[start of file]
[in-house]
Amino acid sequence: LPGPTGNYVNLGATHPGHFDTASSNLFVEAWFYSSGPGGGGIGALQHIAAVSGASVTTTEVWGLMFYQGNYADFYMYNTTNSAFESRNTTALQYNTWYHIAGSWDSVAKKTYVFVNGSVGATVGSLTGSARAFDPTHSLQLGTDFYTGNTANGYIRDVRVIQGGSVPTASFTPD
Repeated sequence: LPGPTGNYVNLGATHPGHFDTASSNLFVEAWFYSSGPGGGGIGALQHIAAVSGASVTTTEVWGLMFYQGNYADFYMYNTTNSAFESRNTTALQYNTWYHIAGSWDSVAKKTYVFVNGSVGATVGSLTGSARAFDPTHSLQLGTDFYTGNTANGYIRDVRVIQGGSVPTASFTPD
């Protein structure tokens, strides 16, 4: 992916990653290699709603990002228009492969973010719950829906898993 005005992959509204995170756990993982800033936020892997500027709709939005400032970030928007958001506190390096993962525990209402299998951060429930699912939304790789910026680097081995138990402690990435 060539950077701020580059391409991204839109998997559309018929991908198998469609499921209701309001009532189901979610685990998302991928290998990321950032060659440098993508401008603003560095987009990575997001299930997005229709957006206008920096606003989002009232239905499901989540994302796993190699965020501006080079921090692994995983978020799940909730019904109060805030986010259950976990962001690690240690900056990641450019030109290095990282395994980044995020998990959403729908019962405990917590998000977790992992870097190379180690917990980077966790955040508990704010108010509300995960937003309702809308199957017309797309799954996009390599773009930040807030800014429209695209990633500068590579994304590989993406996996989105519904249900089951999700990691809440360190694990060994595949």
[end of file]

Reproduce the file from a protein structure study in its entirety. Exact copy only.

[in-house]
Amino acid sequence: LPGPTGNYVNLGATHPGHFDTASSNLFVEAWFYSSGPGGGGIGALQHIAAVSGASVTTTEVWGLMFYQGNYADFYMYNTTNSAFESRNTTALQYNTWYHIAGSWDSVAKKTYVFVNGSVGATVGSLTGSARAFDPTHSLQLGTDFYTGNTANGYIRDVRVIQGGSVPTASFTPD
Repeated sequence: LPGPTGNYVNLGATHPGHFDTASSNLFVEAWFYSSGPGGGGIGALQHIAAVSGASVTTTEVWGLMFYQGNYADFYMYNTTNSAFESRNTTALQYNTWYHIAGSWDSVAKKTYVFVNGSVGATVGSLTGSARAFDPTHSLQLGTDFYTGNTANGYIRDVRVIQGGSVPTASFTPD
């Protein structure tokens, strides 16, 4: 992916990653290699709603990002228009492969973010719950829906898993 005005992959509204995170756990993982800033936020892997500027709709939005400032970030928007958001506190390096993962525990209402299998951060429930699912939304790789910026680097081995138990402690990435 060539950077701020580059391409991204839109998997559309018929991908198998469609499921209701309001009532189901979610685990998302991928290998990321950032060659440098993508401008603003560095987009990575997001299930997005229709957006206008920096606003989002009232239905499901989540994302796993190699965020501006080079921090692994995983978020799940909730019904109060805030986010259950976990962001690690240690900056990641450019030109290095990282395994980044995020998990959403729908019962405990917590998000977790992992870097190379180690917990980077966790955040508990704010108010509300995960937003309702809308199957017309797309799954996009390599773009930040807030800014429209695209990633500068590579994304590989993406996996989105519904249900089951999700990691809440360190694990060994595949």